CO Massey, with the assistance of CO’s Honachefsky, Batten, Stites and Deputy Mullins, had another individual shoot the decoy in Mullica Township, Atlantic County. This individual shot the decoy from a roadway, with the aid of the vehicles lights and after hours. The appropriate charges will be filed.

CO Batten concentrated the majority of his efforts in the early muzzleloader season in an area of the Bevans Wildlife Management Area in Cumberland County. In two evenings he apprehended two individuals hunting without fluorescent orange and one individual operating and hunting off an ATV. One individual hunting without orange had just been convicted for deer hunting violations last hunting season. The appropriate summonses have been issued.

CO Ely has received numerous complaints about a hunter in Cape May County, whom he has convicted of deer hunting violation in 2003, that has been harvesting over is limit of bucks and hunting before and after legal hours. During the six-day firearms season CO Ely checked the tree stand five times without success. On the first Saturday of the late muzzleloader season CO Ely and Lt. Cianciulli went to the location of the stand and hour before legal hunting hours. A short time later the hunter was observed coming through the woods with a flashlight and climbing into his tree stand. With a half hour left before legal hours the CO’s inspected the hunter and apprehended him with a loaded firearm and no fluorescent orange. The hunter was also unlawfully hunting over bait, which is a violation on federal property. The appropriate summonses have been issued.

During a routine inspection in Hamilton Township, Atlantic County, CO Massey checked a hunter with a muzzleloader during the either-sex shotgun season. CO Massey advised him that hunting with a muzzleloader during the either-six shotgun season was illegal and that he didn’t have an either-sex permit in his possession. The hunter said that he thought that his muzzleloader permit was valid during the either-sex shotgun season if he hunted with a muzzleloader. A summons for hunting without a valid permit was issued and a warning was given for possessing the muzzleloader.

CO’s Honachefsky and Batten responded to call of lost hunters in the Bear Swamp Wildlife Management Area in Cumberland County. After a lengthy search, the two hunters were located and returned to their vehicle. The hunters were lost for over five hours and very appreciative when they were located. One hunter had lost his jacket, hunting license and other hunting equipment.

CO Batten responded to a trespass complaint in Fairfield Township, Cumberland County during the either-sex deer season. When CO Batten arrived at the location the drive had concluded, but two individuals were observed in a vehicle with uncased firearms and an untagged doe in the bed of another truck. Two summonses were issued for the uncased guns and the third hunter was allowed to properly tag and check the deer.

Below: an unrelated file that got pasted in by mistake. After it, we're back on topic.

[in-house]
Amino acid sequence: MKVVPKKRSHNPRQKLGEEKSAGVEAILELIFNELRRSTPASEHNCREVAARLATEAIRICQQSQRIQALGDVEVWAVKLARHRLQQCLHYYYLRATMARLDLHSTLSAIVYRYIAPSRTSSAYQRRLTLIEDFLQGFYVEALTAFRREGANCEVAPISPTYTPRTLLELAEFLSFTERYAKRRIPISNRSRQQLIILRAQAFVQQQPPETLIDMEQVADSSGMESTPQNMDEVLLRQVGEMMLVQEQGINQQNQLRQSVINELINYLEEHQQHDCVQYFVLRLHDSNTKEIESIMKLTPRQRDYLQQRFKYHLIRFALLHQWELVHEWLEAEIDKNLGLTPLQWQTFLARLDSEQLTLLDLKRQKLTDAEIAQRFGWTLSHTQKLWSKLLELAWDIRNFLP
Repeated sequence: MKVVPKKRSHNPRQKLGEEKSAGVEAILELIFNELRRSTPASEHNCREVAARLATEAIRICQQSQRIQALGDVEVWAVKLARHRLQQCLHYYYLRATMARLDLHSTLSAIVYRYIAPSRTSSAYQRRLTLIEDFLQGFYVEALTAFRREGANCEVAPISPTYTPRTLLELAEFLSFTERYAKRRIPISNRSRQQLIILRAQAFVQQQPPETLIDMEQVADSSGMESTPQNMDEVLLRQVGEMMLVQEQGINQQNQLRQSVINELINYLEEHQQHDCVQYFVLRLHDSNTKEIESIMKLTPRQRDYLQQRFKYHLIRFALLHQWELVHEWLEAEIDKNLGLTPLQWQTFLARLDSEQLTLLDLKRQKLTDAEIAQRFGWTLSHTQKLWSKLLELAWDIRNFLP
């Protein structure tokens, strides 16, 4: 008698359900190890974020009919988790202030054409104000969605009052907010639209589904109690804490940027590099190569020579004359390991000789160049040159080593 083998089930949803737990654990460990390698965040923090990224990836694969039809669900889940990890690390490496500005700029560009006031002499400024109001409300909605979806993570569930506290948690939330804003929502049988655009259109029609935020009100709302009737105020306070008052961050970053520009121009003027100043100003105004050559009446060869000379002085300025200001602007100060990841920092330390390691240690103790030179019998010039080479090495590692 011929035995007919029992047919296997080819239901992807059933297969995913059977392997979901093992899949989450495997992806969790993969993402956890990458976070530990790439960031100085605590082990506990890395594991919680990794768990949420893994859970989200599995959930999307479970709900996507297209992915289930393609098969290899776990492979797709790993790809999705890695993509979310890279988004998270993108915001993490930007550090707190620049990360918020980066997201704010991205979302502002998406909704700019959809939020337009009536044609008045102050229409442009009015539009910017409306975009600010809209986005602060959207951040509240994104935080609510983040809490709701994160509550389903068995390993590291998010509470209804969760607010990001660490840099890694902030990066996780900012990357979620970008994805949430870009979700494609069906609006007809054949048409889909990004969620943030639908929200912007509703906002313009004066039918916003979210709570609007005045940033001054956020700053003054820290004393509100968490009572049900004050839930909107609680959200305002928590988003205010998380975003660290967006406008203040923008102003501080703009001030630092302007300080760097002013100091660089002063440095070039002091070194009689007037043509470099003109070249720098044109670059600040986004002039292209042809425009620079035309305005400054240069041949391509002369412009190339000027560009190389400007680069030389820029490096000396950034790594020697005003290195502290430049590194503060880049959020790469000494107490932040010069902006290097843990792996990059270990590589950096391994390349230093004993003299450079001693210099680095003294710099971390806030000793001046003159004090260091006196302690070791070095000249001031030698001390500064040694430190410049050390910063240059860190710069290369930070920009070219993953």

Marine Enforcement Highlights

On December 3, 2006 Conservation Officers Dravis & Sennick inspected two fyke nets, which were set in the Shark River. Numerous violations were documented. By regulations, each fyke net cannot exceed a total length of 30 fathoms or 180 feet. Each of the fyke nets when measured utilizing a certified laser rangefinder was found to be 240 and 221 feet respectively. Additionally, none of the stakes used to support the net had reflectors on them as required by regulation for navigational safety. The stakes were also being used to join the two nets, thus in effect increasing the length even further. The nets’ gear identification numbers were also missing. During the inspection, the owner belligerently approached Conservation Officer Dravis until he realized the officer’s identity. When asked for his fyke net license, the owner failed to have it in his possession. One summons was issued for the length violation on one net while warnings were issued on the other violations. The issued summons carries a penalty of $300 to $3000.

Over the course of a two-day patrol, Conservation Officer Sennick issued the following summonses in and around the Belmar Inlet in Belmar and Avon, NJ.

- 2 summonses for sublegal striped bass involving 2 striped bass
- 1 summons for possession of winter flounder during the closed season
- 4 summonses for possession of tog less than 14” in length
- 1 summons for possession of 2 tog over the legal possession limit.

Training Highlights

Captain Boyle gave a lecture on low light shooting to instructor candidates at the police service rifle class at Fort Dix. Training was conducted by the Division of Criminal Justice Academy.

Two training days were devoted to requalification with M4 carbines.

Captain Boyle and Lieutenant Brown attended a three day anti-terrorism conference in Atlantic City. The conference was sponsored by the International Association of Law Enforcement Firearms Instructors. Law Enforcement Agencies in New Jersey are required to provide training on terrorism to all sworn personnel.





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Last Update April 18, 2007